Alan Gold's was an international journalist in the 1960s and, after emigrating to Australia in the 1970s, began a successful career in advertising. Gold's advertising career ended dramatically with an Australian court case and a bankruptcy filing. This lively profile from the Sydney Morning Herald, written by Ben Hills in 1998, describes in frank detail Gold's personal background—raised in England by Jewish parents and married to a Jewish woman he met in Israel (but not, he notes emphatically, an Israeli woman)—and his abrupt and necessary career switch after a disastrous advertising campaign for women's underwear.
The Lost Testament is his second novel; he has gone on to write over a dozen novels since the early 1990s, often dealing with the Middle East, Judaism, and, more recently, women figures from history such as Jezebel, Boudicca, and Gertrude Bell. (A full list of his novels, published by diverse presses, is available on his Wikipedia page.) Gold is also a public speaker and regular columnist, devoting space to issues such as Zionism and women's health.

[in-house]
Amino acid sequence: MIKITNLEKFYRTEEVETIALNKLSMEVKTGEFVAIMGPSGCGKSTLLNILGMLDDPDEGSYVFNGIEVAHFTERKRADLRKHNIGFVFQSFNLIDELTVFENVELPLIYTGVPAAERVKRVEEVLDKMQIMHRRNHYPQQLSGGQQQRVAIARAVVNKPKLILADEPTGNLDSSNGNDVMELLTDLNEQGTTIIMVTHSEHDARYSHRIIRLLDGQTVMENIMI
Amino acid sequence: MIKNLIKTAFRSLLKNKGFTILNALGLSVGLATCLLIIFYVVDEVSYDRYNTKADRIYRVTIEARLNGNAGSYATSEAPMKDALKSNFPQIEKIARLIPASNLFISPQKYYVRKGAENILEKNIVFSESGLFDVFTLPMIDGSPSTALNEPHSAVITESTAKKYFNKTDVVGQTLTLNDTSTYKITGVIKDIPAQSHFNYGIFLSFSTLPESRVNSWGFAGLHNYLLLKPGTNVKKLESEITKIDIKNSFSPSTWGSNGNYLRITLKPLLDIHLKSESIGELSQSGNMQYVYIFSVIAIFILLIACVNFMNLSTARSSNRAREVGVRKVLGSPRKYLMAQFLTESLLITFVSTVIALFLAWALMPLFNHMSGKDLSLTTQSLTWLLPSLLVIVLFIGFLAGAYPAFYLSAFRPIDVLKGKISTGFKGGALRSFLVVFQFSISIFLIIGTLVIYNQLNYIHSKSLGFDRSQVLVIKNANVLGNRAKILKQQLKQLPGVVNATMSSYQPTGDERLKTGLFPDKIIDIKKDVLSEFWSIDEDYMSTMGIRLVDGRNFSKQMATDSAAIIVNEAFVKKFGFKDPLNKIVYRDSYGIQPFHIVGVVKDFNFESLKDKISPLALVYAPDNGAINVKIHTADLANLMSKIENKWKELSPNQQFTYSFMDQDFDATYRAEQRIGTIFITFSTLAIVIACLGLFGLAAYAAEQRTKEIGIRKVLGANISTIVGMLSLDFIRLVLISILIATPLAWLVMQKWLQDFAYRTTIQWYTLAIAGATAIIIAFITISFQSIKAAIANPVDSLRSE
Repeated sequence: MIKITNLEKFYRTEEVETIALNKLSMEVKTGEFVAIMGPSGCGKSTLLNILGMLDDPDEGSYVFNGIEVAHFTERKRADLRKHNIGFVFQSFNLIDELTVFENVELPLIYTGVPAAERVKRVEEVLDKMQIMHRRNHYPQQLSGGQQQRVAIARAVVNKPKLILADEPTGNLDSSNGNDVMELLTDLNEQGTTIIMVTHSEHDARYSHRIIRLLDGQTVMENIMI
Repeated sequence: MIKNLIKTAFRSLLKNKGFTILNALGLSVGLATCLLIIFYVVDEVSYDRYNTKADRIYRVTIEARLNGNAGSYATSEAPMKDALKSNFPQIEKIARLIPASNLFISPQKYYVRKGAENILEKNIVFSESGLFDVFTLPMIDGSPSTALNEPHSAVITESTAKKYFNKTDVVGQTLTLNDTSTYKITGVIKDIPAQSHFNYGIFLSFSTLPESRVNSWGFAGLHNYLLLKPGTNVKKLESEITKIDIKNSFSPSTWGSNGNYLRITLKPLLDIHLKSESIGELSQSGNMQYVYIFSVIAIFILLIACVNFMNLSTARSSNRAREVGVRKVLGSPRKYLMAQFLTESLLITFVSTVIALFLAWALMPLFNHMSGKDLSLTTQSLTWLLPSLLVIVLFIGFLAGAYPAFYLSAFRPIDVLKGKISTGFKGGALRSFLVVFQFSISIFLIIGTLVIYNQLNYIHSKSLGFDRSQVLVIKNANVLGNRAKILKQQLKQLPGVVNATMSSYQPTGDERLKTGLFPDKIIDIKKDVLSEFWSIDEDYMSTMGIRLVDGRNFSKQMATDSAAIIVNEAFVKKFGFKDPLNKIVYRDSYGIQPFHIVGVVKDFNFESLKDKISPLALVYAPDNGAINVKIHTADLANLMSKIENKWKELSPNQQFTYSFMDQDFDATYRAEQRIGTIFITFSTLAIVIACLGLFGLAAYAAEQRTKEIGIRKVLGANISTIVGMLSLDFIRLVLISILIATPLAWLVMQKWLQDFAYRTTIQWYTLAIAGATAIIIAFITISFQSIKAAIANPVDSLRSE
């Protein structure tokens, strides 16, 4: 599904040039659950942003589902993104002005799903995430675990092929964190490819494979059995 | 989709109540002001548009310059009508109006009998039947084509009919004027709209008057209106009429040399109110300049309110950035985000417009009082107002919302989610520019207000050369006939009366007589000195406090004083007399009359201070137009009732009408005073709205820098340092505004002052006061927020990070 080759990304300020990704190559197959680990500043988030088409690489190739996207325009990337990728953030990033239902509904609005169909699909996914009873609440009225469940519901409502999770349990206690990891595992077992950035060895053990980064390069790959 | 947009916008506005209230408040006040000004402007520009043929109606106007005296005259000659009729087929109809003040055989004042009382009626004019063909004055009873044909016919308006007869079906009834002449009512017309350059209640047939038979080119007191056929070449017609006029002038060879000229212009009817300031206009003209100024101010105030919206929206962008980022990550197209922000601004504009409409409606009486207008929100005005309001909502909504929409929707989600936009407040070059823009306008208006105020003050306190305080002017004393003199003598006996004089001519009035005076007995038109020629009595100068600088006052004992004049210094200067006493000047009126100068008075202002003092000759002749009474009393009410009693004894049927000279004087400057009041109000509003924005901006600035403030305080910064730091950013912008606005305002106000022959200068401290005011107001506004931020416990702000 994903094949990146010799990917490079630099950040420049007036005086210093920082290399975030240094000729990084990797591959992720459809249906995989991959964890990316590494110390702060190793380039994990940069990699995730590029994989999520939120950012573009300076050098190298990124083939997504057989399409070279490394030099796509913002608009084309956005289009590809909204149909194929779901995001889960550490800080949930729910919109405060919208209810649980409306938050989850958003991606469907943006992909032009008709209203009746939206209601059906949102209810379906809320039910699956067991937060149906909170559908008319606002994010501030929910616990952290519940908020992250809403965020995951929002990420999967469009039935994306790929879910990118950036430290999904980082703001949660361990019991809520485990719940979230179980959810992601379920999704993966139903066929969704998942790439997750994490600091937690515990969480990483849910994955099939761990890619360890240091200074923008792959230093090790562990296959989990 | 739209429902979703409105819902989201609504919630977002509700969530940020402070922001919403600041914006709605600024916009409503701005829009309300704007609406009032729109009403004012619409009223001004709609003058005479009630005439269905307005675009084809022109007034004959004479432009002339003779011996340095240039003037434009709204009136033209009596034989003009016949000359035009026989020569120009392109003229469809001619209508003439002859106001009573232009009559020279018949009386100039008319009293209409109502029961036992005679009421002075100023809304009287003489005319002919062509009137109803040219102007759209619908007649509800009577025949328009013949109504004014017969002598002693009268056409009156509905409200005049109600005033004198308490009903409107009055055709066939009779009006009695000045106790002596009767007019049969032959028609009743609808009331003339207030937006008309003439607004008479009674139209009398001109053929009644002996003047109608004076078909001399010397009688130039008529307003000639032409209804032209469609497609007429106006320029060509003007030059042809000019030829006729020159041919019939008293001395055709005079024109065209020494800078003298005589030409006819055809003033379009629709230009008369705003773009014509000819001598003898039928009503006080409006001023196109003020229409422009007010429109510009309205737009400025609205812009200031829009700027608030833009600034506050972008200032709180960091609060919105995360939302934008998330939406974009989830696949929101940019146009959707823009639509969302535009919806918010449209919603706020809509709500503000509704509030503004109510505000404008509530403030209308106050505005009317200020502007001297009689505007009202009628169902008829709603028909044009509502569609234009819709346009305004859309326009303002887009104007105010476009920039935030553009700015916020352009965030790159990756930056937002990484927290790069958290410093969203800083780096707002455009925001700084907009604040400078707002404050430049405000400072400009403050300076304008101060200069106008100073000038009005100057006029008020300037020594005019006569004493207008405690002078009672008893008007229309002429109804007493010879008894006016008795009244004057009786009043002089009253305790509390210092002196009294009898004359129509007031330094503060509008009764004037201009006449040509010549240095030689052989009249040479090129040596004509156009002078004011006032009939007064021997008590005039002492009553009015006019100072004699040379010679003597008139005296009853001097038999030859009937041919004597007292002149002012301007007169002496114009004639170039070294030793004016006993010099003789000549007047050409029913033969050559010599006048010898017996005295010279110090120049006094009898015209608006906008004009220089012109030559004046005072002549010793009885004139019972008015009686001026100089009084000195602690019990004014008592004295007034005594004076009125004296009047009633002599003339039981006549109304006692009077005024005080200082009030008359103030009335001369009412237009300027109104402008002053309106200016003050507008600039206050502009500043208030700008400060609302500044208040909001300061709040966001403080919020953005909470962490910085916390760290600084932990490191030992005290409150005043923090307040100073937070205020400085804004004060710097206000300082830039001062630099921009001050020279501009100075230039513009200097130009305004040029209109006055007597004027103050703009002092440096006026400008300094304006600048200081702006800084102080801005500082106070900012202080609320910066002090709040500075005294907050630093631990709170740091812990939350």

Although writing from and living in Australia since the 1970s, as the Hills profile notes Gold's publishers have marketed his novels as international books. Apart from the particular origins of the hero of Lost Testament, nothing marks them as particularly Australian in outlook or intended audience and, of course, it was published in the U.S. by Harper's.
Hero: Michael Farber, an ex-Jewish convert to Catholicism, is an Australian archaeologist who has frequently worked in Israel (where he initially converted); his son died as a child and he is estranged from his wife; he reconnects romantically in the novel with Judith, an Israeli biblical scholar
Villains: Jimmy Wilson, a cartoonishly evil and anti-Semitic, abusive, drug-addicted televangelist in league with ultra-Orthodox Israelis who want to reclaim the Temple Mount and shadowy agents of the Vatican (although not, notably, the U.S.-born Pope)
Gospel: An authentic testament by Jesus written during his time among the Essenes, before his preaching career, evidence of which is found among the Dead Sea Scrolls; smuggled out of Palestine in 132 by Jewish-Christians and buried in Ethiopia, it attests to Jesus' strong Jewish commitments
An early novel by an Australian author received little press notice (even in Australian papers); as Farber's career has flourished it has remained in print and has some middling-to-positive reviews on the novel's Goodreads page.